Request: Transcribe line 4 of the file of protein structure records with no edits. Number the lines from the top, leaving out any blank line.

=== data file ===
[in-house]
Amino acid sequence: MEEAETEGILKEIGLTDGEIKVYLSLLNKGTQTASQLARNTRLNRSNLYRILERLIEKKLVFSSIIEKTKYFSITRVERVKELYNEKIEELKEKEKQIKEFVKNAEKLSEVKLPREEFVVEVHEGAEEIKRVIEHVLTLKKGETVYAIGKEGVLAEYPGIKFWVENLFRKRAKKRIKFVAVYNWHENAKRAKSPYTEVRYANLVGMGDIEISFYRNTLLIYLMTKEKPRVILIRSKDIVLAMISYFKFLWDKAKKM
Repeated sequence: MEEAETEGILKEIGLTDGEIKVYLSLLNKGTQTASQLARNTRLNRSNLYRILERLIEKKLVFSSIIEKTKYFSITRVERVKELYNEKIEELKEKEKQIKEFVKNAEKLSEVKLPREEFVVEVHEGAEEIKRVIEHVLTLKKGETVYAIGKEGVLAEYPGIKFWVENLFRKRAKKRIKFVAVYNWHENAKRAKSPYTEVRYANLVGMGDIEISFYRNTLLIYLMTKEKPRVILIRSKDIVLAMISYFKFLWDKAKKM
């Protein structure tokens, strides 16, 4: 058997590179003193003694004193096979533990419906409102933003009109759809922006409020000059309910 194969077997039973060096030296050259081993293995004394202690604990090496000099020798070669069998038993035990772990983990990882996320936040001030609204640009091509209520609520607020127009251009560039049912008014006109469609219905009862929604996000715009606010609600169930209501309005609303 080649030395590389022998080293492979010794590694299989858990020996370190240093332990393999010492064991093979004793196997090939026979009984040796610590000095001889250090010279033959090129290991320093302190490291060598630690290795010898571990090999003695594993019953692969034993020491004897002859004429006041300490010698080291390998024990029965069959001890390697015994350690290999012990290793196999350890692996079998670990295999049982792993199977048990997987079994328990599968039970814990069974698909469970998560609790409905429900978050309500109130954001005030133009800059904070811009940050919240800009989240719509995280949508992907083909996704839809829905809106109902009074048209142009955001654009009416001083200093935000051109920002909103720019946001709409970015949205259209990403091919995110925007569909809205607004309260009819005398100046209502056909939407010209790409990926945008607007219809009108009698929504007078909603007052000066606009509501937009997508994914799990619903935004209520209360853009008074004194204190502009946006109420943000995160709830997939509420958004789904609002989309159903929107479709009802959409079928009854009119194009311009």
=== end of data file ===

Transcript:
């Protein structure tokens, strides 16, 4: 058997590179003193003694004193096979533990419906409102933003009109759809922006409020000059309910 194969077997039973060096030296050259081993293995004394202690604990090496000099020798070669069998038993035990772990983990990882996320936040001030609204640009091509209520609520607020127009251009560039049912008014006109469609219905009862929604996000715009606010609600169930209501309005609303 080649030395590389022998080293492979010794590694299989858990020996370190240093332990393999010492064991093979004793196997090939026979009984040796610590000095001889250090010279033959090129290991320093302190490291060598630690290795010898571990090999003695594993019953692969034993020491004897002859004429006041300490010698080291390998024990029965069959001890390697015994350690290999012990290793196999350890692996079998670990295999049982792993199977048990997987079994328990599968039970814990069974698909469970998560609790409905429900978050309500109130954001005030133009800059904070811009940050919240800009989240719509995280949508992907083909996704839809829905809106109902009074048209142009955001654009009416001083200093935000051109920002909103720019946001709409970015949205259209990403091919995110925007569909809205607004309260009819005398100046209502056909939407010209790409990926945008607007219809009108009698929504007078909603007052000066606009509501937009997508994914799990619903935004209520209360853009008074004194204190502009946006109420943000995160709830997939509420958004789904609002989309159903929107479709009802959409079928009854009119194009311009």